Hannibal the T-Rex

There has been recent evidence that the Tyrannosaurus Rex, one of the most fearsome carnivores of all time, could have been a cannibal! Nicholas Longrich, a researcher at Yale, discovered large gouges on the toe of a T-Rex from 65 million years ago, and realized that while any large carnivore of that time could have made such marks, the Tyrannosaurus Rex was the only such carnivore in Western North America at that time.

Photo above of a toe bone, and the gouge that is thought to only have been able to come from a T-Rex. Credit to Nicholas Longrich of Yale University.

After discovering the initial bone with such markings, Longrich and his collaborators examined similar specimens from various museums, which include the Museum of the Rockies, University of California Museum of Paleontology, and the American Museum of Natural History, among others (No, these dinosaur bones do not come alive at night–I’ve been there past sundown). In total, 17 specimens were identified as having these marks, 4 of which are identified as being Tyrannosaurus! According to sciencedaily.com, this represents “a significant percentage.”

The Majungatholus, an abelisaurid,┬áis the only dinosaur prior to this discovery known to be a cannibal. Longrich thinks, however, that “the practice was likely more common than we think and that closer examination of fossil bones could turn up more evidence that other species also preyed on one another.”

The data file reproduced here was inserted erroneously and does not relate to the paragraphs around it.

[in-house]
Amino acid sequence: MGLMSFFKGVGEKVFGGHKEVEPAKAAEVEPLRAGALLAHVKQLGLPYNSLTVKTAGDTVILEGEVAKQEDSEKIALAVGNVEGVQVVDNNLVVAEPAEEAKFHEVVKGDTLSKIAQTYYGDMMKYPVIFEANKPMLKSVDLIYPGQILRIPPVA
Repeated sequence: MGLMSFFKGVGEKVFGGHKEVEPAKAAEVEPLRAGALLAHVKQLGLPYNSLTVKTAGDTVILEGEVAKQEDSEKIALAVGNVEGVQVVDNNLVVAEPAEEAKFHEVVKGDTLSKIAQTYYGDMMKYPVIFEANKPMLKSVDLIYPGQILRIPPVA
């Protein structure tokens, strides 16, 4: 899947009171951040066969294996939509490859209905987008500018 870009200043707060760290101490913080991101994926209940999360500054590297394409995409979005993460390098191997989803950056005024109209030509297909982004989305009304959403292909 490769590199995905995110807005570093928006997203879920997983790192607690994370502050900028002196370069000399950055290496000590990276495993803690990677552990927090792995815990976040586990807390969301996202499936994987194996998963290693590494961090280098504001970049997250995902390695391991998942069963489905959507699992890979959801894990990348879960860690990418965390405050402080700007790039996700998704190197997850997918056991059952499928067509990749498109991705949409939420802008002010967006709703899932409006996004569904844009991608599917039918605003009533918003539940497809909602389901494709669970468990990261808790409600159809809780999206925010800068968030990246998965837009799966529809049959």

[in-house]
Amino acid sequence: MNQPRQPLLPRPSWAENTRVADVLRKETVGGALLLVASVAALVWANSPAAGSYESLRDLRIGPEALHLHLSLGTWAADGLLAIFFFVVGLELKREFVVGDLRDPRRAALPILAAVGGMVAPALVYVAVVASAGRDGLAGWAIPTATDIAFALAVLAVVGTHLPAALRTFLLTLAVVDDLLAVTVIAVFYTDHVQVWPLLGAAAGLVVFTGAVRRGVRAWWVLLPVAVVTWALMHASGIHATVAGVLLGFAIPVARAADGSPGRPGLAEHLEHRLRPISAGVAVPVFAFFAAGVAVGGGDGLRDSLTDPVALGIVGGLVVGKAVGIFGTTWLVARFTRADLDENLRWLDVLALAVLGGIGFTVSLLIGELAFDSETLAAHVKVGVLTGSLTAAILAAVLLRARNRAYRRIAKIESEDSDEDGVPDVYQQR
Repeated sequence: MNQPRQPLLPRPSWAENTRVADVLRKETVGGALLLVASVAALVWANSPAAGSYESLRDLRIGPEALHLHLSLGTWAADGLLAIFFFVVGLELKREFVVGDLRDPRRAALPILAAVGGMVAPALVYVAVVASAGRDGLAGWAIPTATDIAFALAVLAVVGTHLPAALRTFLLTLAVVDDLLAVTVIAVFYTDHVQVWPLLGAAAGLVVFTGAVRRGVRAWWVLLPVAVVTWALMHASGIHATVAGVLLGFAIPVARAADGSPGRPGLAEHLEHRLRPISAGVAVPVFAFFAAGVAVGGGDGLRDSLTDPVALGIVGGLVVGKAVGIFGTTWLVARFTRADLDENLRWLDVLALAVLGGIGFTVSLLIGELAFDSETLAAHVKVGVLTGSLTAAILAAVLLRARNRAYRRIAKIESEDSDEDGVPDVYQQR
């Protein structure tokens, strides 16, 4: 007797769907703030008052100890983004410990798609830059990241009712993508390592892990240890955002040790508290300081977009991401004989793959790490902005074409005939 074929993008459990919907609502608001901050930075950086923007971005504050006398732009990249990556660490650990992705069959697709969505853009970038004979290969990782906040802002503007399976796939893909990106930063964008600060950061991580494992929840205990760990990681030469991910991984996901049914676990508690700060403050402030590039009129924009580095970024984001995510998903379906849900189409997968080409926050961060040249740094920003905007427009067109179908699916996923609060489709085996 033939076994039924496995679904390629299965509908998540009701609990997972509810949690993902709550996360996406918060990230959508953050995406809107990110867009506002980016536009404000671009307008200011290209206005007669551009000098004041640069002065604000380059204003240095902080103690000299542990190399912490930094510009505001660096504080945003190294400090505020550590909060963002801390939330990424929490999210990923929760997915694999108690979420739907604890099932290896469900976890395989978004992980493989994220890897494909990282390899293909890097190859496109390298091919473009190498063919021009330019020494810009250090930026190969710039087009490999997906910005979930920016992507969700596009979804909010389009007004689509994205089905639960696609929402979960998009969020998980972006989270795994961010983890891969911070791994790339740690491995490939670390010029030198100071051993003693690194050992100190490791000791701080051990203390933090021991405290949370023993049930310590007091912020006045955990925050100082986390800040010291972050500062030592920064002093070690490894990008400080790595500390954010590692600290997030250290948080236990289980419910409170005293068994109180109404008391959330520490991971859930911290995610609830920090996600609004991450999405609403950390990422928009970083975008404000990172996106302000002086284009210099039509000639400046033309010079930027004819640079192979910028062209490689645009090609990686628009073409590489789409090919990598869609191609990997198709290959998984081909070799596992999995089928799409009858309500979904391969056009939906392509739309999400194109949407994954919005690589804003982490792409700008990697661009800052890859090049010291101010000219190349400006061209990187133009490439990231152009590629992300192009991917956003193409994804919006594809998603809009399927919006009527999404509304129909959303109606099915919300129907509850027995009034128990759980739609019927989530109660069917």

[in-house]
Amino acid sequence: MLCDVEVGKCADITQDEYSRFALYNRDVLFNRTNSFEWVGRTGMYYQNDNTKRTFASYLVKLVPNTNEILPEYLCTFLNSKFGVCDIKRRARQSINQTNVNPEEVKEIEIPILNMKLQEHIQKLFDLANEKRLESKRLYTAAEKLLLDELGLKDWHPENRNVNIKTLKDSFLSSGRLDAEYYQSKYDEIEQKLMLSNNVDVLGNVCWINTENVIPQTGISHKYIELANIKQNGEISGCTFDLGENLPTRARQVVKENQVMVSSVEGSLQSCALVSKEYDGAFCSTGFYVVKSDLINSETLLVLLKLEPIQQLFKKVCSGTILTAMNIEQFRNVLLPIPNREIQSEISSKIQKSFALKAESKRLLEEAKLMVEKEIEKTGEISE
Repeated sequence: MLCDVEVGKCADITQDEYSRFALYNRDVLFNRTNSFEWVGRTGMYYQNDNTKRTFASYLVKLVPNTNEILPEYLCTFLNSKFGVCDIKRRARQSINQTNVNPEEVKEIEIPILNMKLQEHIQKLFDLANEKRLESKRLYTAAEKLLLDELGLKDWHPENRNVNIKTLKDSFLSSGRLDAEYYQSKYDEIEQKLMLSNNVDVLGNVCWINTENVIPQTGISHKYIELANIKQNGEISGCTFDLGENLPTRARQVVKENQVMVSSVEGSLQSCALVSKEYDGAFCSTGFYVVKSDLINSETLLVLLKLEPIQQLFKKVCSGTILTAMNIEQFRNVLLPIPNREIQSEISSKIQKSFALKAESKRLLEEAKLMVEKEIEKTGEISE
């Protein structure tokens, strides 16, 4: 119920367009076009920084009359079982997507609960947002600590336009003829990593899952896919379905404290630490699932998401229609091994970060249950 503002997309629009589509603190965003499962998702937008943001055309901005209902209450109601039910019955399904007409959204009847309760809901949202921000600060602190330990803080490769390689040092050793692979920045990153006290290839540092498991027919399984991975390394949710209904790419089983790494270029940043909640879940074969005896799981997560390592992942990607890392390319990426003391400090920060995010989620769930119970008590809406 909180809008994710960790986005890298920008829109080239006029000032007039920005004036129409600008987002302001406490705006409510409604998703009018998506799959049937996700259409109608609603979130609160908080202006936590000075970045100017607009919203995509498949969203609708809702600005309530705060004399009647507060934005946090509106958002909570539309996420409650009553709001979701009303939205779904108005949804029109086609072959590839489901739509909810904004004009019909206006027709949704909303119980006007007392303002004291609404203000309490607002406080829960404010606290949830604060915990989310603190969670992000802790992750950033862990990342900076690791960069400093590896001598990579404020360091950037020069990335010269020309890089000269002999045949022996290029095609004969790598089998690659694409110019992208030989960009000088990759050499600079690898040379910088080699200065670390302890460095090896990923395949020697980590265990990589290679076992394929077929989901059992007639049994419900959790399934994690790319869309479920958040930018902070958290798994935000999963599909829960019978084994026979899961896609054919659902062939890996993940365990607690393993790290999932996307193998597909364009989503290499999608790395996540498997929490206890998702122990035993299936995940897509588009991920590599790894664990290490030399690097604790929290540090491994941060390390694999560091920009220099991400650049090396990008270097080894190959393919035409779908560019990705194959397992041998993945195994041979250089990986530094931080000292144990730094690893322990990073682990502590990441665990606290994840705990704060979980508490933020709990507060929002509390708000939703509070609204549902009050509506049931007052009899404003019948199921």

The T-Rex could weigh up to 10,000 kg (to compare, the siberian tiger, which is the largest living land dwelling “hyper-carnivore”, weighs up to 300kg), so if they got into a fight and one killed the other (and who hasn’t wanted to kill someone?), it would have represented quite a bit of free meat. In fact, cannibalism is very common among large carnivores. Additionally, there’s no evidence that dinosaurs had a set of morals, so it’s not like they’d be against eating each other out of a sense of ethical standards. Humans, who arguably have morals, have succumbed to eating each other sometimes as well–and no, I’m not referring to Sweeney Todd. So it’s not an absurd notion that the Tyrannosaurus could join the ranks of the cannibals in Earth’s long history.

As of right now, scientists are unsure of the true eating habits and patterns of the T-Rex, but it’s a topic that many paleontologists are hoping to answer, considering it would be totally different than any living animal today. The problem is, there is very little direct evidence of its eating pattern. This discovery could be a piece in the fascinating puzzle that encompasses the most famous dinosaur. To read more, Longrich’s paper http://www.plosone.org/article/info:doi/10.1371/journal.pone.0013419 is online!

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